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Budget cuts may hit homeless vets

homeless_army_veteran.gi.top.jpgAs many as 11,000 homeless veterans could lose housing vouchers if proposed cuts go through. By Jennifer Liberto, senior writer

WASHINGTON (CNNMoney.com) -- Among the more controversial GOP budget cut proposals is an effort to kill $75 million that's slated to house homeless veterans.

It's the cut that Democrats like to point to when they accuse of Republicans of going too far. And Democrats have even started to make it a campaign issue.

Republicans are quick to point out that the cuts won't impact veterans who were homeless but now receive housing vouchers. Vouchers give homeless veterans a place to live for a year and can be renewed annually, assuming federal funding is available.

The cuts would hurt some 11,000 homeless veterans who qualify for housing this year but have yet to receive vouchers.

"It's really unnecessarily prolonging homelessness for another year," said John Driscoll, president of the National Coalition for Homeless Veterans in Washington.

The cut is among hundreds tucked into the spending bill that House Republicans passed last week that slashed $61 billion in the remaining six months of the 2011 fiscal year.

Republicans say they're targeting the housing subsidy program because it's too slow. While 30,000 vouchers have been issued to veterans, they point to funding for 11,000 more vouchers that have yet to be issued. Republicans say they're just zeroing out unused vouchers.

"Until all of the vouchers are used, there is no point in providing additional vouchers that will sit unused," said Jennifer Hing, spokeswoman for the House Appropriations Committee.

But it generally takes 8 months, start to finish, to get a veteran into housing, according to Driscoll. The veterans' agency says the average time is four months. Driscoll said that lawmakers who want to cut program funding misunderstand the process.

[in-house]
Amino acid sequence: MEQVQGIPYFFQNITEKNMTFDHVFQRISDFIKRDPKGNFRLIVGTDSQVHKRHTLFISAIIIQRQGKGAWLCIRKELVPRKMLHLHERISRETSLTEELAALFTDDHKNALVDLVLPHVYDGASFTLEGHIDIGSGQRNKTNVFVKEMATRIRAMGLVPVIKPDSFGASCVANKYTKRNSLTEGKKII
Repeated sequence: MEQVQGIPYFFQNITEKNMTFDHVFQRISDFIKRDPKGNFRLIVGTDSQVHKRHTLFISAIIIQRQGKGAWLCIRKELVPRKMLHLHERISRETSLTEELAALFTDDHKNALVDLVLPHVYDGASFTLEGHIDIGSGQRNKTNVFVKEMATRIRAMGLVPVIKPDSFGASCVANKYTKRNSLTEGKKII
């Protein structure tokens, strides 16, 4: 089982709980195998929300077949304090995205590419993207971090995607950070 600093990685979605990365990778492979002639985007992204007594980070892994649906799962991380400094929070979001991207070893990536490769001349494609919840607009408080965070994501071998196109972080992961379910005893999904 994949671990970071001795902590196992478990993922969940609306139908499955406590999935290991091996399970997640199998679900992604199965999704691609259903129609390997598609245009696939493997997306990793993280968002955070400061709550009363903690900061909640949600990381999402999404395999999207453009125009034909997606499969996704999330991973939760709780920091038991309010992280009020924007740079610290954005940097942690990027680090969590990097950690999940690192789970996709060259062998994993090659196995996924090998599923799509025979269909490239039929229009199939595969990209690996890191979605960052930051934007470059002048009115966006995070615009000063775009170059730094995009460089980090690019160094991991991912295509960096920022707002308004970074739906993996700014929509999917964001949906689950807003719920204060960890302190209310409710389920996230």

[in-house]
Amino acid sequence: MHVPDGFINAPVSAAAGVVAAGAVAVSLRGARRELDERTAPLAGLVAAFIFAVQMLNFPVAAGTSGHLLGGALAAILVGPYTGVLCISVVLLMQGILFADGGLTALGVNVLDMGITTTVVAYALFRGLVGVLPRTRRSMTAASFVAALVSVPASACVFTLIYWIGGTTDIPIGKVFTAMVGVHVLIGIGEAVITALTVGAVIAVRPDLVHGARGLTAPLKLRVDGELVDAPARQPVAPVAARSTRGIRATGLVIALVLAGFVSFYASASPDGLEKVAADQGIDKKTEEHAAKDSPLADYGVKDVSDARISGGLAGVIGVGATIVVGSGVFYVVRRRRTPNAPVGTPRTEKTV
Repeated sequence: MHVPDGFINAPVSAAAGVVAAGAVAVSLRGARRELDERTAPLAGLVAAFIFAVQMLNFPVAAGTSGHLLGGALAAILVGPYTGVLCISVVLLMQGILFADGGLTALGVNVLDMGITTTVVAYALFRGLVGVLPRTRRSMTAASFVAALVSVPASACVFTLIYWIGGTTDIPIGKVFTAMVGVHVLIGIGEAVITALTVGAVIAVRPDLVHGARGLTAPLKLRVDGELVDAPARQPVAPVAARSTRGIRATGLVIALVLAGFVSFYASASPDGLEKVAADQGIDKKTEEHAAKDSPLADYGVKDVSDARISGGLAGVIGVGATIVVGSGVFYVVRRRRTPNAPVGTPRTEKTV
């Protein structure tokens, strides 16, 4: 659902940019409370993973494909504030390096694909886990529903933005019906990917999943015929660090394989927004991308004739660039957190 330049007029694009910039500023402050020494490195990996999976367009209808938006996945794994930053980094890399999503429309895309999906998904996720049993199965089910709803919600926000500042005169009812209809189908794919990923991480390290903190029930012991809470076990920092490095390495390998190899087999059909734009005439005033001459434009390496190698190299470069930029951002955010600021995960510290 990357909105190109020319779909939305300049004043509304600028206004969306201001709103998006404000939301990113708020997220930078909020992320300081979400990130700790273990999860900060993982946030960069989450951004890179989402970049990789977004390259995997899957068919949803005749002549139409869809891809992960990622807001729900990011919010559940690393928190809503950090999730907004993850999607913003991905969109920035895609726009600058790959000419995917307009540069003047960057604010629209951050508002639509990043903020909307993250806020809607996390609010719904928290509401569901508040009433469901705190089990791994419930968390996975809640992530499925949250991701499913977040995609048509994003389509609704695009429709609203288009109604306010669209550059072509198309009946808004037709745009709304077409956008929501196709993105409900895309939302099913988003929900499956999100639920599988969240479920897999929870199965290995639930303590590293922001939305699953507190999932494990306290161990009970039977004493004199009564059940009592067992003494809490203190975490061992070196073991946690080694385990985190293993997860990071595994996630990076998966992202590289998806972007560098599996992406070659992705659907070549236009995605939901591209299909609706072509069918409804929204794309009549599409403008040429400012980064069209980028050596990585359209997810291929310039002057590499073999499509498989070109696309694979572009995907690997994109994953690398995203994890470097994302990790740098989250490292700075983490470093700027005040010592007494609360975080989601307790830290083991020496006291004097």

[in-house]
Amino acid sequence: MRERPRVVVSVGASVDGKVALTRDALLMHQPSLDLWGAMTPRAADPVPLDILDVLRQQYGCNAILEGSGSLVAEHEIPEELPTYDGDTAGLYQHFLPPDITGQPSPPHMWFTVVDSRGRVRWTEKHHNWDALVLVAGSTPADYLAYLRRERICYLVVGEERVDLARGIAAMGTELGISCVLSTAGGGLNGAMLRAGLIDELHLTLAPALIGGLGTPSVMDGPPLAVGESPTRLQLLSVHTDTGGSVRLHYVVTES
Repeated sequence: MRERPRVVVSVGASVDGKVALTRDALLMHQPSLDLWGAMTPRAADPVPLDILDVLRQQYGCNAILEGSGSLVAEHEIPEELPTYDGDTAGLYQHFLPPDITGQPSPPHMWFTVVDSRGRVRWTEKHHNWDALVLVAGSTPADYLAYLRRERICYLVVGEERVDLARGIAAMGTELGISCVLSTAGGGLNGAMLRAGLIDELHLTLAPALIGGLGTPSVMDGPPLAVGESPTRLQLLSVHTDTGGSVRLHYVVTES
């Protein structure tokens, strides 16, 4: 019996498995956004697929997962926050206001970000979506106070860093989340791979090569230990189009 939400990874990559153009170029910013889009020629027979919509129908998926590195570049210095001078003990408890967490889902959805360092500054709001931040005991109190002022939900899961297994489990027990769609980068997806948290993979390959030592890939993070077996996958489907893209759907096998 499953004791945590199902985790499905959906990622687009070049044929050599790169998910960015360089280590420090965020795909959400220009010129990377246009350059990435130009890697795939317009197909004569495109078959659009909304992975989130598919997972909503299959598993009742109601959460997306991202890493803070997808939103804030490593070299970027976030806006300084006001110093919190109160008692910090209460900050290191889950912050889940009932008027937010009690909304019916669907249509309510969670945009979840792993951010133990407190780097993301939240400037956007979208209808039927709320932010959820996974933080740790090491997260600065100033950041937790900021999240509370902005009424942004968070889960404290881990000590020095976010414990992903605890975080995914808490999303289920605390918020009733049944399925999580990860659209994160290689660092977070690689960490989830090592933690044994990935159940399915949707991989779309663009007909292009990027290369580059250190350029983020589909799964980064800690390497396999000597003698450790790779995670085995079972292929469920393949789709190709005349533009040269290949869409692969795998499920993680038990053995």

Driscoll said that homeless veterans often suffer from mental health and substance abuse problems. Studies have shown they remain chronically homeless, unless the federal government steps up to put a roof over their heads.

That's why housing homeless veterans is a top priority for President Obama, who has called for more vouchers with a goal of ending veteran homelessness in 5 years. The voucher program was among the few that the White House highlighted for more funding in 2012.

The administration estimates that on a single night in January 2009, 75,600 veterans were homeless. At the current funding levels, federal officials are nearly halfway to ending veteran homelessness.

Congressional Democrats say they'll fight for the program to house homeless veterans. During the budget cut debate, Rep. Bob Filner of California tried to blunt the cut but was unsuccessful.

Democrats are also using the issue as fodder for the 2012 elections. Last week, the Democratic Congressional Campaign Committee launched a new series of automated calls to voters in the home districts of 7 Republicans who supported the bill. In the so-called "robo-calls," a voice compares housing subsidies for homeless veterans to tax breaks for the oil and gas sector, which the GOP tends to support.

"The DCCC will continue going district by district to hold House Republicans accountable for forcing homeless veterans to sleep in the streets," said Jesse Ferguson of the Democratic Congressional Campaign Committee.  To top of page

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